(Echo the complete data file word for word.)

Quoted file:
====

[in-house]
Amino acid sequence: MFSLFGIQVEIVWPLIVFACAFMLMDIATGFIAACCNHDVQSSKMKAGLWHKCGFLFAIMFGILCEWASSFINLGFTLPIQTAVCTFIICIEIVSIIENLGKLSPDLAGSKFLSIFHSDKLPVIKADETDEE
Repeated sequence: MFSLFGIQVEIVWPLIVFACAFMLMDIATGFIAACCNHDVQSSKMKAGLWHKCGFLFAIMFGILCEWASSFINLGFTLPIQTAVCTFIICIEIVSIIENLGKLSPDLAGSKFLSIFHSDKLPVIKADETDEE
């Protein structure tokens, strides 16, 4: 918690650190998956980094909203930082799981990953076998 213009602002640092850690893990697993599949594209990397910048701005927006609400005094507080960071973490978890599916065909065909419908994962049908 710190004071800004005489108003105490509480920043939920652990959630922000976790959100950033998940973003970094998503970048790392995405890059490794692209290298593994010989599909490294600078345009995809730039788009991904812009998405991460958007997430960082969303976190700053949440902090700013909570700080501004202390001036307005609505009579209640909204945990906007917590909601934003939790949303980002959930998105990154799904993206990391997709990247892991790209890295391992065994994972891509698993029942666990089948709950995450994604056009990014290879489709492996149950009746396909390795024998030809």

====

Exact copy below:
[in-house]
Amino acid sequence: MFSLFGIQVEIVWPLIVFACAFMLMDIATGFIAACCNHDVQSSKMKAGLWHKCGFLFAIMFGILCEWASSFINLGFTLPIQTAVCTFIICIEIVSIIENLGKLSPDLAGSKFLSIFHSDKLPVIKADETDEE
Repeated sequence: MFSLFGIQVEIVWPLIVFACAFMLMDIATGFIAACCNHDVQSSKMKAGLWHKCGFLFAIMFGILCEWASSFINLGFTLPIQTAVCTFIICIEIVSIIENLGKLSPDLAGSKFLSIFHSDKLPVIKADETDEE
């Protein structure tokens, strides 16, 4: 918690650190998956980094909203930082799981990953076998 213009602002640092850690893990697993599949594209990397910048701005927006609400005094507080960071973490978890599916065909065909419908994962049908 710190004071800004005489108003105490509480920043939920652990959630922000976790959100950033998940973003970094998503970048790392995405890059490794692209290298593994010989599909490294600078345009995809730039788009991904812009998405991460958007997430960082969303976190700053949440902090700013909570700080501004202390001036307005609505009579209640909204945990906007917590909601934003939790949303980002959930998105990154799904993206990391997709990247892991790209890295391992065994994972891509698993029942666990089948709950995450994604056009990014290879489709492996149950009746396909390795024998030809």